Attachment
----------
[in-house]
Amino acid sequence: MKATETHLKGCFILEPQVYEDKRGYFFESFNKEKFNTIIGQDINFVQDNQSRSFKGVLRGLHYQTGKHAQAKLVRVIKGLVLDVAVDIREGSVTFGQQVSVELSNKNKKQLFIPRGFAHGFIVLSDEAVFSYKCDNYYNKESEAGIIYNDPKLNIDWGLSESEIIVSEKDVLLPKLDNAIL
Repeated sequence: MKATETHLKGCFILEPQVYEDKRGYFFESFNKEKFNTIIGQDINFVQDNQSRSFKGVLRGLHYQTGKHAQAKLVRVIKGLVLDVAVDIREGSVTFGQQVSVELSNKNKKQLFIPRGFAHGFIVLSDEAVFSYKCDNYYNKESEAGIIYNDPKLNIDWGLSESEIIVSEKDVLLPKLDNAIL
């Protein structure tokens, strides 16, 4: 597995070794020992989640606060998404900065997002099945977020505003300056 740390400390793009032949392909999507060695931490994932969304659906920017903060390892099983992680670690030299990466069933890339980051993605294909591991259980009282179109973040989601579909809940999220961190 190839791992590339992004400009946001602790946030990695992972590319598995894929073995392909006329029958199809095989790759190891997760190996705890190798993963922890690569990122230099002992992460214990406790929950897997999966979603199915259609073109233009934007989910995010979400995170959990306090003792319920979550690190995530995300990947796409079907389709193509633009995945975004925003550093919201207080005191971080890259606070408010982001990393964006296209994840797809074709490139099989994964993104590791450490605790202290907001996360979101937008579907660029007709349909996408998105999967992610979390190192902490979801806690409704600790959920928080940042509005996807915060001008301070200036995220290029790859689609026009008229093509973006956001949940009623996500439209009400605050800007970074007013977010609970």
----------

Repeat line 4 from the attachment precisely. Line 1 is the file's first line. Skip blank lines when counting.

């Protein structure tokens, strides 16, 4: 597995070794020992989640606060998404900065997002099945977020505003300056 740390400390793009032949392909999507060695931490994932969304659906920017903060390892099983992680670690030299990466069933890339980051993605294909591991259980009282179109973040989601579909809940999220961190 190839791992590339992004400009946001602790946030990695992972590319598995894929073995392909006329029958199809095989790759190891997760190996705890190798993963922890690569990122230099002992992460214990406790929950897997999966979603199915259609073109233009934007989910995010979400995170959990306090003792319920979550690190995530995300990947796409079907389709193509633009995945975004925003550093919201207080005191971080890259606070408010982001990393964006296209994840797809074709490139099989994964993104590791450490605790202290907001996360979101937008579907660029007709349909996408998105999967992610979390190192902490979801806690409704600790959920928080940042509005996807915060001008301070200036995220290029790859689609026009008229093509973006956001949940009623996500439209009400605050800007970074007013977010609970």